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No, experts have looked into this question and concluded that there's no such connection.
Diabetes, including Type I, or juvenile diabetes, is on the rise, and health experts are understandably concerned. A possible connection between vaccinations and diabetes was first suggested in 1998, when immunologist Bart Classen published studies purporting to show that giving children certain vaccinations starting at 2 months of age raised their risk of developing type 1 diabetes.
Classen's research also seemed to show that immunizing children at birth could protect them from developing diabetes. But experts have identified a number of flaws in Classen's research. At the same time, no other scientists have been able to replicate his findings.
A study published in 2001 looked specifically at whether the timing of childhood vaccinations, particularly of Hib (Haemophilus influenzae type b), is related to the risk of a child getting diabetes. This study, which examined data from 1,020 children in the United States, showed no association between any of the recommended childhood vaccines and diabetes, regardless of when the vaccines were given.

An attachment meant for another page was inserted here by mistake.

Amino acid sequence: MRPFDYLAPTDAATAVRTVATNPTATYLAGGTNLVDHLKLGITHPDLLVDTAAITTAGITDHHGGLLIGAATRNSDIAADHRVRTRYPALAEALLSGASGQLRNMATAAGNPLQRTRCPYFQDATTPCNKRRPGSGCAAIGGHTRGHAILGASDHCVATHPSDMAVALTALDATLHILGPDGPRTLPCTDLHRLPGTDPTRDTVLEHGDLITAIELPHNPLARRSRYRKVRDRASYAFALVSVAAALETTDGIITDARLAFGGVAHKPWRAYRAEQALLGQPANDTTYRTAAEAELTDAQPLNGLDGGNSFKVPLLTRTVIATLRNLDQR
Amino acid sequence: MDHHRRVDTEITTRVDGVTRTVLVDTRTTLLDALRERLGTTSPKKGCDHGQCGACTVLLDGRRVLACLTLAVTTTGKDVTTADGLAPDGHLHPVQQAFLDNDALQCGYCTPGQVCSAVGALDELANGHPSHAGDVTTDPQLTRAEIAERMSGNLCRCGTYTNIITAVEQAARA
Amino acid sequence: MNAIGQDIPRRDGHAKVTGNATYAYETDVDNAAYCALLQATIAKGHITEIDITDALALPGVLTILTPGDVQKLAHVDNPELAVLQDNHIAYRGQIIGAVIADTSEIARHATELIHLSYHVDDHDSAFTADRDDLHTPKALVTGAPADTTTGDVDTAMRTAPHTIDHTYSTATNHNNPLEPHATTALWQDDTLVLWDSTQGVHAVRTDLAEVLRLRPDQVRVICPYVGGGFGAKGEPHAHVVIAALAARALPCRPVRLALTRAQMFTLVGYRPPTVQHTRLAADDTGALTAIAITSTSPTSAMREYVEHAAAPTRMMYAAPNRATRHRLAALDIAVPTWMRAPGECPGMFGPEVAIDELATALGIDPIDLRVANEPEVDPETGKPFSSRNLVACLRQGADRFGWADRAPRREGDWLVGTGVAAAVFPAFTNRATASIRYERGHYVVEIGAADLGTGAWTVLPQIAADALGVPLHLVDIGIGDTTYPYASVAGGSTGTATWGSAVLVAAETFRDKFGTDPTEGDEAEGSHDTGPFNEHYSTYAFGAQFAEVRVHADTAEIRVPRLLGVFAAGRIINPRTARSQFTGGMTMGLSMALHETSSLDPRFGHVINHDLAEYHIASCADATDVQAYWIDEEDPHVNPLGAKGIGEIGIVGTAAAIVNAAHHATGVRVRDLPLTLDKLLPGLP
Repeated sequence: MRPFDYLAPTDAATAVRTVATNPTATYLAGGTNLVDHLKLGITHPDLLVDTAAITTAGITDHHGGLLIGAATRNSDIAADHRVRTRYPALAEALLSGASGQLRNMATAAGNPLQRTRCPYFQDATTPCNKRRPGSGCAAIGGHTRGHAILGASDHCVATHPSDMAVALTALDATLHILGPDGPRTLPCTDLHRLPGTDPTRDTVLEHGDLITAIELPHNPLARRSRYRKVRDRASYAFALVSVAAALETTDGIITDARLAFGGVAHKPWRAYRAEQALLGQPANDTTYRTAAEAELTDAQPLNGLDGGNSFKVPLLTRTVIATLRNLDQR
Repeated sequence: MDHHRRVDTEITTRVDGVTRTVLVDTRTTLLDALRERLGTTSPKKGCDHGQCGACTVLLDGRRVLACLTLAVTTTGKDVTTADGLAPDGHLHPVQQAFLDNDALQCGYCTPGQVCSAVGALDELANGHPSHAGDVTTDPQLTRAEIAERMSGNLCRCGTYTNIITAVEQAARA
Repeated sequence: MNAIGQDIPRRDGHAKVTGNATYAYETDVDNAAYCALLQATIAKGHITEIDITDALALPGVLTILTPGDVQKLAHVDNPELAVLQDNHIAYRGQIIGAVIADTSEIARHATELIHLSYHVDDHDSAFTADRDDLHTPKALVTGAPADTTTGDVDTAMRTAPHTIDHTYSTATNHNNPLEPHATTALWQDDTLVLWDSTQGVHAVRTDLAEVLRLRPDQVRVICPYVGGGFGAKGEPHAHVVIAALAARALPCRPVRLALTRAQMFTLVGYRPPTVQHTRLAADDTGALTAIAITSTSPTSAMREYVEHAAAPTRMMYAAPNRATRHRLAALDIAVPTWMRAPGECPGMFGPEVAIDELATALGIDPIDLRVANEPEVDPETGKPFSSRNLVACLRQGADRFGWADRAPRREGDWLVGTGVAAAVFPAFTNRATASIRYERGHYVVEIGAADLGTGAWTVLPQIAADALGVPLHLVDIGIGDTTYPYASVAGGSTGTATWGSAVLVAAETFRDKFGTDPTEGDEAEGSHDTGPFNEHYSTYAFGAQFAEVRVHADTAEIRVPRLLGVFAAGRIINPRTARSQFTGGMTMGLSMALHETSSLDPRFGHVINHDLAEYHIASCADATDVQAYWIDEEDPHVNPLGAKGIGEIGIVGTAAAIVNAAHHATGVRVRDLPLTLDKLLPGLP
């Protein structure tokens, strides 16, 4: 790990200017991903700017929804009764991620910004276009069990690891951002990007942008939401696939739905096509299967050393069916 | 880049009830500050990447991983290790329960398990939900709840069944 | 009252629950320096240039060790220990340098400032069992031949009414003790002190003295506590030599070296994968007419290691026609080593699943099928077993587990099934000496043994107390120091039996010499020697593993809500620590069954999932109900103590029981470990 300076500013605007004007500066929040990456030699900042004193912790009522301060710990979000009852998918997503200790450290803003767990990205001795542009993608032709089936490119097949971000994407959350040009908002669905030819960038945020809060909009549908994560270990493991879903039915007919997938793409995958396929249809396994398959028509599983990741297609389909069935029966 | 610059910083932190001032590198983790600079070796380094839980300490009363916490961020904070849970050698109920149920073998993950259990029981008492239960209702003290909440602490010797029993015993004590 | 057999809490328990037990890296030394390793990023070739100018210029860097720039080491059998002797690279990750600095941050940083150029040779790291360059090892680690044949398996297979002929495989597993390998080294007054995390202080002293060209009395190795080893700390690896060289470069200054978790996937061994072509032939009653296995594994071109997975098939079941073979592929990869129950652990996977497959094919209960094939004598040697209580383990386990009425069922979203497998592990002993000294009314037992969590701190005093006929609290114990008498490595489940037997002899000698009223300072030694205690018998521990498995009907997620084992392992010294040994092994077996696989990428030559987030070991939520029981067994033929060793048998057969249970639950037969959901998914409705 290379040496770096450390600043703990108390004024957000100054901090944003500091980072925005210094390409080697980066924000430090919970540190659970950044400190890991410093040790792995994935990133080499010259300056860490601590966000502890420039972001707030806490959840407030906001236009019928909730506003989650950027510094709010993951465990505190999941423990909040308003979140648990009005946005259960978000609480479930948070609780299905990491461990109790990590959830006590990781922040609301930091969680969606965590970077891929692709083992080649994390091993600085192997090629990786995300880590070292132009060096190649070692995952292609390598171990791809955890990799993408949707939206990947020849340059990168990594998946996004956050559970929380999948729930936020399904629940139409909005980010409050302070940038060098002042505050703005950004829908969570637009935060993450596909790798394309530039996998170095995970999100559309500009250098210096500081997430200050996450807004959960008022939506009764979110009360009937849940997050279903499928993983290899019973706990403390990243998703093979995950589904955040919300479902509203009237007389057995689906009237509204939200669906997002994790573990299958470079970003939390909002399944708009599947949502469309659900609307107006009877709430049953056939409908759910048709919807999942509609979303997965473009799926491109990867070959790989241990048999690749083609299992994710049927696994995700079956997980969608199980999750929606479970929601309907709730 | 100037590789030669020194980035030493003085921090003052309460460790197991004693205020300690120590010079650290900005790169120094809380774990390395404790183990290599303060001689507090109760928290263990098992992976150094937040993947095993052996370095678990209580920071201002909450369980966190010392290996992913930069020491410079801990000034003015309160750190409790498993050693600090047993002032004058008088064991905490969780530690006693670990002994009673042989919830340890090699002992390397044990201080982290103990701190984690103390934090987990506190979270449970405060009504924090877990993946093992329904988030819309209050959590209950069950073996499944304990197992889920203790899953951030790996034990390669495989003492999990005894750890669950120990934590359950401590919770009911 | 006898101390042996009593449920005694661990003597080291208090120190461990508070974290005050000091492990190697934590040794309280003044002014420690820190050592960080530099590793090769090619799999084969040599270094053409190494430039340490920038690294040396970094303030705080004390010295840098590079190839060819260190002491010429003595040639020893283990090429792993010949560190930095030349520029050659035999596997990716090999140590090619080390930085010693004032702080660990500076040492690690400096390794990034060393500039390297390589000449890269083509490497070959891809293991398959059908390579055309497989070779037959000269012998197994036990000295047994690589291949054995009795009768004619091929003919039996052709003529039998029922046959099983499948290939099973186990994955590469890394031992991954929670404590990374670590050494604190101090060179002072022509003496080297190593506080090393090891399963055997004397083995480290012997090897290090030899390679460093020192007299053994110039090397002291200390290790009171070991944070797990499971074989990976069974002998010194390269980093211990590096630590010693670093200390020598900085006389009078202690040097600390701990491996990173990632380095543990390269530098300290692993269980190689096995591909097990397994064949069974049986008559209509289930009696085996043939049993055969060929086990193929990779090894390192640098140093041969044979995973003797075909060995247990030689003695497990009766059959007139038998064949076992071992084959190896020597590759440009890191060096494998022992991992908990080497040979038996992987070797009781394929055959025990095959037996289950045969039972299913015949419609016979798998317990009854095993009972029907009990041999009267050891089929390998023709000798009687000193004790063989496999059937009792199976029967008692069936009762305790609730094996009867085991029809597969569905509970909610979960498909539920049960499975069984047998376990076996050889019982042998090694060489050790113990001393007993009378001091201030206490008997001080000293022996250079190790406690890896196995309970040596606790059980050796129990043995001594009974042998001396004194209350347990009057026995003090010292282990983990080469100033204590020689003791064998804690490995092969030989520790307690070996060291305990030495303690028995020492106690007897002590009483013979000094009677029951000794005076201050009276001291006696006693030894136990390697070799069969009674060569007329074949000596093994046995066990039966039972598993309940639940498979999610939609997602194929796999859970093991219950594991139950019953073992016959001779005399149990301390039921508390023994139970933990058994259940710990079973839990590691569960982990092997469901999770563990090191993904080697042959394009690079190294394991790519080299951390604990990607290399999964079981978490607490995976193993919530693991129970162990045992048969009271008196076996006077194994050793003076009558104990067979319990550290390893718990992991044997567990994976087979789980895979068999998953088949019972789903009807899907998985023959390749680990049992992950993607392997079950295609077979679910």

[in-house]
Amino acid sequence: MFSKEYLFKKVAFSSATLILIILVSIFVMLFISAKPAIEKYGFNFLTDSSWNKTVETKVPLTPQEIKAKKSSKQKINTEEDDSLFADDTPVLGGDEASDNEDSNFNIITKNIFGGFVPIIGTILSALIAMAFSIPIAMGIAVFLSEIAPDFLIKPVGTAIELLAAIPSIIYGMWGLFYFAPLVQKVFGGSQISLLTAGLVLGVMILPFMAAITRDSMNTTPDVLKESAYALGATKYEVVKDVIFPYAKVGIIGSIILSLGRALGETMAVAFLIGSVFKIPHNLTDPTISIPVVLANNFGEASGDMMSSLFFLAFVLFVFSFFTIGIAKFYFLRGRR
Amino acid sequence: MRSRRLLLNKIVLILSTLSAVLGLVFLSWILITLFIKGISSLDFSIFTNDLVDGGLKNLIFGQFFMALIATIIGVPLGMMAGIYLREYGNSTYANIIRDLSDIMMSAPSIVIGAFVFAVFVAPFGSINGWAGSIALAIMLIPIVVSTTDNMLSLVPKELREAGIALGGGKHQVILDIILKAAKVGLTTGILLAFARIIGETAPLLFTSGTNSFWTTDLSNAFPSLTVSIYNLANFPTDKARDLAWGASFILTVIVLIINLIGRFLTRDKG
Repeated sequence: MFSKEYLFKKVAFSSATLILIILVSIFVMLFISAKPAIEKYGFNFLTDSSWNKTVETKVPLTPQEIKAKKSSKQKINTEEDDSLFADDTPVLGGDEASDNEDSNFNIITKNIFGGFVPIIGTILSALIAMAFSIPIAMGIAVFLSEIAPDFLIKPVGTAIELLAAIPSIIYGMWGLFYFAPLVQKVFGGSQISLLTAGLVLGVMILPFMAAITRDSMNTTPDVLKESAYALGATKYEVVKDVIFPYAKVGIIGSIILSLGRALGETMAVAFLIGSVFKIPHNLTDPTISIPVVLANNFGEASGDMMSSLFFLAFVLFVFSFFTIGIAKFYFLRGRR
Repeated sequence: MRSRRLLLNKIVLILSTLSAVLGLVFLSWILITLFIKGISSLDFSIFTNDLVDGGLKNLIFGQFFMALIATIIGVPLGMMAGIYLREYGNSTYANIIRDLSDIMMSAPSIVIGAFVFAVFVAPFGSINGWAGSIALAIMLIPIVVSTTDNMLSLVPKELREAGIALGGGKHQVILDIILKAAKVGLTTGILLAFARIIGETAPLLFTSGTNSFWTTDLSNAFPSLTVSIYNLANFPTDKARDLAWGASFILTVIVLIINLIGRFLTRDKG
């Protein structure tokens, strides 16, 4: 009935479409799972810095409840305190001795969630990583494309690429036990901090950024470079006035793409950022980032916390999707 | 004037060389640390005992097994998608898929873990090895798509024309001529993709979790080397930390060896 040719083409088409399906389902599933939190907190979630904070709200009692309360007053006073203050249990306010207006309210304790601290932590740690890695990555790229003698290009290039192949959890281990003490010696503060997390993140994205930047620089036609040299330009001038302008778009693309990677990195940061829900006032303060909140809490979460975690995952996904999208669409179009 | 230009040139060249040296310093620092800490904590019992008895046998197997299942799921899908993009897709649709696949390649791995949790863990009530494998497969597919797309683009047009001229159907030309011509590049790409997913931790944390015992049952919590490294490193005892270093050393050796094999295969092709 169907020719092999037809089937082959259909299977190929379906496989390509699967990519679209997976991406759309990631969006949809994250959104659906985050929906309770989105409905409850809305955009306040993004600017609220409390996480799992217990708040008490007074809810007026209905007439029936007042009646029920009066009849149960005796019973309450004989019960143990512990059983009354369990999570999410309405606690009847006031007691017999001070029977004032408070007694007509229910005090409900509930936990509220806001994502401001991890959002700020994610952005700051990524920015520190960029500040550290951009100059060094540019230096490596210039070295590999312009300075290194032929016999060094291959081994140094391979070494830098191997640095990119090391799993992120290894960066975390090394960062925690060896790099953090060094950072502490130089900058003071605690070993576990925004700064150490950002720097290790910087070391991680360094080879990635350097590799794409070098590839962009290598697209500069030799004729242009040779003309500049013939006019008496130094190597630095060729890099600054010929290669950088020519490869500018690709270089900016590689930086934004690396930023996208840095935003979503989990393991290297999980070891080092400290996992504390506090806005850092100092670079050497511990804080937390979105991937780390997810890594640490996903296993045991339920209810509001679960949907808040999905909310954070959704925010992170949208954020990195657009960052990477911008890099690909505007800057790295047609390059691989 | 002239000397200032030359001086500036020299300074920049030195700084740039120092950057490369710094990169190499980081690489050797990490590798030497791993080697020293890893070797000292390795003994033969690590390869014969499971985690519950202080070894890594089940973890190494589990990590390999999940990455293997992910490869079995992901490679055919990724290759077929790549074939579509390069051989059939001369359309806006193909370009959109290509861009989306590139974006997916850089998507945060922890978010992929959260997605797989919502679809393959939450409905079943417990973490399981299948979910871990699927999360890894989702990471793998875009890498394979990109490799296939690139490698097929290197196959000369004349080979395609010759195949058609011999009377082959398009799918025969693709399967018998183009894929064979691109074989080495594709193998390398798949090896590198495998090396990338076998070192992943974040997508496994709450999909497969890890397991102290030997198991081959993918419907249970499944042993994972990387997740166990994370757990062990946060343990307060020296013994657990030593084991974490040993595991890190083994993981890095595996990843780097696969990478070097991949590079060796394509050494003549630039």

In 2002, the Institute of Medicine (IOM) reviewed the existing studies and released a report concluding that the scientific evidence doesn't support the theory that immunizations predispose a child to develop diabetes.
In a follow-up study published in 2002 in The Pediatric Infectious Disease Journal, researchers found no evidence that getting the Hib vaccine in infancy is associated with the risk of diabetes later in life.